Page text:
Jump to content
Sign in to follow this  
Jeff Jetton

I'm Getting My First Concertina Today!

Recommended Posts

Hello folks! Newbie here.

 

Well, I finally pulled the trigger and bought a concertina from The Button Box. Ordered a Rochelle, which I understand is a reasonably decent beginner's model with which to test the concertina waters. I've got the Bramich book & CD coming in the same shipment.

 

UPS says it's "out for delivery" today! (I've been following the shipment online for the past several days--it frustratingly has been sitting here at the Nashville hub all weekend. Maybe it's a good omen that it was waiting for St. Patrick's Day to arrive?)

 

I come from a piano accordion background (thus the Gravatar) and have long wanted to give a diatonic instrument a try. I figured that something like a button accordion might have just enough similarities to throw off my piano accordion playing, but that a concertina might be "different enough" for my brain to think of as a fundamentally separate instrument. Maybe I'm wrong. We'll see!

 

Oh, and the fact that a starter concertina seems to be about half as expensive as a starter B/C button accordion also helped steer me in the concertina direction too. :-)

 

Anyway, just thought I'd introduce myself and share my excitement with people who can relate.

 

Any advice/support is welcome. Thanks!

Edited by Jeff Jetton

Share this post


Link to post
Share on other sites

Hi Jeff,

Welcome to concertina.net (1st post) and the wonderful world of concertinas.

 

Yes, auspicious indeed the arrival of your anglo on St. Patrick's Day. Good craic!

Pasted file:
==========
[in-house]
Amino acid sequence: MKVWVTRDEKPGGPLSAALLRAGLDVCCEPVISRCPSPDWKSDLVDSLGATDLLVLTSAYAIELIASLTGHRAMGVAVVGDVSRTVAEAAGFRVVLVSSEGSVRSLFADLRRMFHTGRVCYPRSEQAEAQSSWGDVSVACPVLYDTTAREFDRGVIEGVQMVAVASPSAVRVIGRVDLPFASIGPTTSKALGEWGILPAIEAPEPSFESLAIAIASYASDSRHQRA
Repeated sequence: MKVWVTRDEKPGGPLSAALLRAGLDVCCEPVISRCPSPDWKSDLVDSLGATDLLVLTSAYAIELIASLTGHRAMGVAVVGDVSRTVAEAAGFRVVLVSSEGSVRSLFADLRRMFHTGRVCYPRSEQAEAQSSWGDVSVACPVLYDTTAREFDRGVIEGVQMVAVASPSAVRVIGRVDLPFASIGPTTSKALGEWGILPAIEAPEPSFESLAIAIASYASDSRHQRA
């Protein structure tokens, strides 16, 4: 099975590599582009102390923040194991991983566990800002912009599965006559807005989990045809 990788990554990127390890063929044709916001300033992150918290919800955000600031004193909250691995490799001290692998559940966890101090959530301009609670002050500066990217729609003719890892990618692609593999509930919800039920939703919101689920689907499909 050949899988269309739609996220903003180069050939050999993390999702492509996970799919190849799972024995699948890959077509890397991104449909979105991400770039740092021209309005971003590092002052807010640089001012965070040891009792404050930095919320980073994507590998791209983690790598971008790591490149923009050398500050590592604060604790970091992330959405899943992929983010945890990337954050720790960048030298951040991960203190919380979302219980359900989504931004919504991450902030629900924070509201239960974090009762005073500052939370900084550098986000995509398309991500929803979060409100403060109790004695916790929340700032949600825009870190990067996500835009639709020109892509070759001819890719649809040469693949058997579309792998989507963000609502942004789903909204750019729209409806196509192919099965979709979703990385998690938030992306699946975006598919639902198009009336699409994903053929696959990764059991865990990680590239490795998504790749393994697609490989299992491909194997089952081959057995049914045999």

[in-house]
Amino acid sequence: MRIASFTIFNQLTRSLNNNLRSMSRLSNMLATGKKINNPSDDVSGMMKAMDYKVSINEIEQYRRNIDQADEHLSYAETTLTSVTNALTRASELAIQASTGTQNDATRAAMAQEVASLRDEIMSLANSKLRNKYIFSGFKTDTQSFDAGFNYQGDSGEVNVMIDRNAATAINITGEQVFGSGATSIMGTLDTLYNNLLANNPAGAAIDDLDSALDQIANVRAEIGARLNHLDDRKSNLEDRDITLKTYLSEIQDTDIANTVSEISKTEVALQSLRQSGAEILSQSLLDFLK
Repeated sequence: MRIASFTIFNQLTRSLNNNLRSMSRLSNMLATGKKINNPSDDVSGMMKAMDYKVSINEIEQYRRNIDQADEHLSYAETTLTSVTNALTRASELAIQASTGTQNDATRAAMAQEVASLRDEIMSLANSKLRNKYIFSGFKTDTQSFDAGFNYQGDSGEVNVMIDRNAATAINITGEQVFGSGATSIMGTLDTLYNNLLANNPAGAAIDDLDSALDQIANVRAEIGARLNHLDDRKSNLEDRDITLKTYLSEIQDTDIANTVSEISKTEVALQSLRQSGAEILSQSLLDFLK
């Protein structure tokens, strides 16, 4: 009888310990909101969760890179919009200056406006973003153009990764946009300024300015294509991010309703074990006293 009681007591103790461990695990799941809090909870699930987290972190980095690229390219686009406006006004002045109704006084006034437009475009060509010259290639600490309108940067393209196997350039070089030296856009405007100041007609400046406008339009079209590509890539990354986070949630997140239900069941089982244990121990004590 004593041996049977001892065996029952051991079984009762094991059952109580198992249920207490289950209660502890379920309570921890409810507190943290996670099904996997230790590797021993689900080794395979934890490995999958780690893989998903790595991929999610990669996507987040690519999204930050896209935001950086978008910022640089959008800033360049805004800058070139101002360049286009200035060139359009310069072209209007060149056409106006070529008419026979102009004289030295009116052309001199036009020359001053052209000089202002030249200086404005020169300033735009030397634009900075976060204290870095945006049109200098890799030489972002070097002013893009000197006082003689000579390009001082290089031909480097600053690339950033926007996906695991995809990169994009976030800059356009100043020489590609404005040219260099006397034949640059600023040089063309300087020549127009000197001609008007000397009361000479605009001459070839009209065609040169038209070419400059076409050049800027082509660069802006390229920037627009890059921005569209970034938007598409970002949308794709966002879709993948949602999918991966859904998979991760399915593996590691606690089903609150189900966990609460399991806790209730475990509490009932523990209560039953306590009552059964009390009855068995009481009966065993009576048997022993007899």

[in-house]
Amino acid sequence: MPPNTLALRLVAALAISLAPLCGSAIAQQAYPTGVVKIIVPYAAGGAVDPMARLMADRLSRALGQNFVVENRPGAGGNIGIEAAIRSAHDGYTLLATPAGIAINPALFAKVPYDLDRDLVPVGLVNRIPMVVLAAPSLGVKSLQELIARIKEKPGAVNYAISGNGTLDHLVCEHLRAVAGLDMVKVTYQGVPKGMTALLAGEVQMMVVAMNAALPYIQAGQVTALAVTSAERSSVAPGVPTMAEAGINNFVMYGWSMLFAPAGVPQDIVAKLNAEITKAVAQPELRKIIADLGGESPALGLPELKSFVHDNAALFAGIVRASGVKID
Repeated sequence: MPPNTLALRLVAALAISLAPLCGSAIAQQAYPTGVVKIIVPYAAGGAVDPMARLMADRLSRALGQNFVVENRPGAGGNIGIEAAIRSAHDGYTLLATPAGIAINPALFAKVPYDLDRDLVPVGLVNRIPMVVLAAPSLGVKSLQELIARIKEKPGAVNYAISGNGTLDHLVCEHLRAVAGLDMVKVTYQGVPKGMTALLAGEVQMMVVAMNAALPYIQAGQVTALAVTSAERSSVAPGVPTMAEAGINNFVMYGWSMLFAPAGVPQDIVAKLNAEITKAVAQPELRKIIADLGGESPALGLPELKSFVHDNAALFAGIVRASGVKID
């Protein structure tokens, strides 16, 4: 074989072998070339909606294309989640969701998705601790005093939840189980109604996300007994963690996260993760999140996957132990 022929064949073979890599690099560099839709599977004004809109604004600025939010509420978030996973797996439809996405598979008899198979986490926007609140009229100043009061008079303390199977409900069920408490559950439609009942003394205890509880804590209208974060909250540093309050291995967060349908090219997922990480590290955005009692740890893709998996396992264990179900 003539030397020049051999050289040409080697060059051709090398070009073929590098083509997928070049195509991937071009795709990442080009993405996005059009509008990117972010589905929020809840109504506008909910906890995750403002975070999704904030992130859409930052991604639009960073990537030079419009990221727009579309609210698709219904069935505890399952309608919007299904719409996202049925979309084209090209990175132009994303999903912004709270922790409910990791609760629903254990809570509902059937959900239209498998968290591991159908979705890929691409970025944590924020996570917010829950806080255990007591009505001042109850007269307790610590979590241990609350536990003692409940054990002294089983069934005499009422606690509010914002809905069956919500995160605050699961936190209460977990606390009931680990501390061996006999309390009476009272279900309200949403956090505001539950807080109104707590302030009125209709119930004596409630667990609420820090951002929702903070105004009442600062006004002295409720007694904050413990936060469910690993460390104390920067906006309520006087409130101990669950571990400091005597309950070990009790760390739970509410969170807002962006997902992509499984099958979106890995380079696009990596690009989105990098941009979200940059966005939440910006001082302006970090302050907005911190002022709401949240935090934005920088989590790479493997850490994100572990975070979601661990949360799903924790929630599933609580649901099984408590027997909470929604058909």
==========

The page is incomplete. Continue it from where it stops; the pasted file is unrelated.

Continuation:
May you have the best of concertina adventures.

 

Greg

Share this post


Link to post
Share on other sites

Congratulations! I got a Rochelle about 13 months ago, and traded it in in June 2013 for a Morse Ceili. I'm sure you'll enjoy it!

Share this post


Link to post
Share on other sites

Welcome aboard!

 

I've found this forum instructive and entertaining and fine fellowship. Of course, it's important to remember that the forum is to support your concertina life, not your concertina being a justification for being on the forum!

 

I've learned a lot, even about systems I don't play. You'll find helpful advice here. Just remember that something that works for another forum member, and about which he or she is very insistent, won't necessarily work for you. Like most other venues, people occasionally make absolutist, universal statements that really should begin, "Well, in my experience . . . ." But it's all part of the fun.

 

Mike

Share this post


Link to post
Share on other sites

Thanks for the replies and the welcomes, all!

 

Got the Rochelle yesterday. Looks pretty good, sounds pretty good... even smells good (that "new concertina smell"?) The method book that comes with it seems really well done too, which is a nice touch.

 

But boy, playing this thing is going to take some getting used to. :-)

 

I know you all are used to it by now, but imagine being handed a guitar that plays a different chord on the down-strum than on the up-strum. Or a violin with strings that play different notes depending on whether you're playing an upbow or downbow. Madness, I say... madness!

 

But I can already slowly clam my way through the C and D major scales, and "Twinkle, Twinkle" is coming along okay.

 

We shall see...

Share this post


Link to post
Share on other sites
"But boy, playing this thing is going to take some getting used to. :-)

 

I know you all are used to it by now . . . .,"

 

Jeff, if it's any consolation, you already can do more on your Anglo than I can, and possibly more than many of the English system players on this list can do. And you now can play something--even a scale--that you couldn't play at all before you got it. Enjoy the challenges and the progress. I still remember how on top of the world I was when I could play "Twinkle, Twinkle, Little Star" and such like. The zero baseline means upwards and onward!